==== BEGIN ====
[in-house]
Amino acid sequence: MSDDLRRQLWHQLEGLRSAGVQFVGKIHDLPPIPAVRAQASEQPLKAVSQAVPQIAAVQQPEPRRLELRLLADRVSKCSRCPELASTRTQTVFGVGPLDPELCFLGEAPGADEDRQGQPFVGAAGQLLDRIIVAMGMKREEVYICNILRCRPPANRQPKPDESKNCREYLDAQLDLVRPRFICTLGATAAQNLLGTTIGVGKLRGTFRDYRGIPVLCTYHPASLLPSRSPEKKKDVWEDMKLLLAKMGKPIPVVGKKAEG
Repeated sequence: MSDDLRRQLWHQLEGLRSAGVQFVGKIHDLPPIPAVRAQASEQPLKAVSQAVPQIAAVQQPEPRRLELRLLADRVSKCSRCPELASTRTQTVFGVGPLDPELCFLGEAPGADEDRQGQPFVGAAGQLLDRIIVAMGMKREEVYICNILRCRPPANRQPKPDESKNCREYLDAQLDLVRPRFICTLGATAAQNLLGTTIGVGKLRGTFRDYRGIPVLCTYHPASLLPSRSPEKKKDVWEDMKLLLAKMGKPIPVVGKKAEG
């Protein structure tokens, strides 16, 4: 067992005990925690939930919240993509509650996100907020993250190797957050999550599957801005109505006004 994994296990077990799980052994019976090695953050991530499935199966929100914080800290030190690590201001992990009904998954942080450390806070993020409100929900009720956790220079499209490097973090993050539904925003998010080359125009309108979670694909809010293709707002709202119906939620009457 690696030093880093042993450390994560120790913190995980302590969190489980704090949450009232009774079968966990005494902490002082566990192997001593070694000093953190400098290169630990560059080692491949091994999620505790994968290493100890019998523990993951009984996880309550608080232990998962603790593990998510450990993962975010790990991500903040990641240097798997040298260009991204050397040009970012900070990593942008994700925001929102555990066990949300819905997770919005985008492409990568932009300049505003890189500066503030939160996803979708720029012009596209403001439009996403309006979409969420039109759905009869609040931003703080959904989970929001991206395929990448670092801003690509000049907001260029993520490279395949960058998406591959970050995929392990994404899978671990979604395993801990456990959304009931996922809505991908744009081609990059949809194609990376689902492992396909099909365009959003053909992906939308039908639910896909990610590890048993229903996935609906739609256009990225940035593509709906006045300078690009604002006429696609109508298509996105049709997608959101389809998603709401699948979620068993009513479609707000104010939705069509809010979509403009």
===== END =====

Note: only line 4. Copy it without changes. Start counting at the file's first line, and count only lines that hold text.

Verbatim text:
């Protein structure tokens, strides 16, 4: 067992005990925690939930919240993509509650996100907020993250190797957050999550599957801005109505006004 994994296990077990799980052994019976090695953050991530499935199966929100914080800290030190690590201001992990009904998954942080450390806070993020409100929900009720956790220079499209490097973090993050539904925003998010080359125009309108979670694909809010293709707002709202119906939620009457 690696030093880093042993450390994560120790913190995980302590969190489980704090949450009232009774079968966990005494902490002082566990192997001593070694000093953190400098290169630990560059080692491949091994999620505790994968290493100890019998523990993951009984996880309550608080232990998962603790593990998510450990993962975010790990991500903040990641240097798997040298260009991204050397040009970012900070990593942008994700925001929102555990066990949300819905997770919005985008492409990568932009300049505003890189500066503030939160996803979708720029012009596209403001439009996403309006979409969420039109759905009869609040931003703080959904989970929001991206395929990448670092801003690509000049907001260029993520490279395949960058998406591959970050995929392990994404899978671990979604395993801990456990959304009931996922809505991908744009081609990059949809194609990376689902492992396909099909365009959003053909992906939308039908639910896909990610590890048993229903996935609906739609256009990225940035593509709906006045300078690009604002006429696609109508298509996105049709997608959101389809998603709401699948979620068993009513479609707000104010939705069509809010979509403009």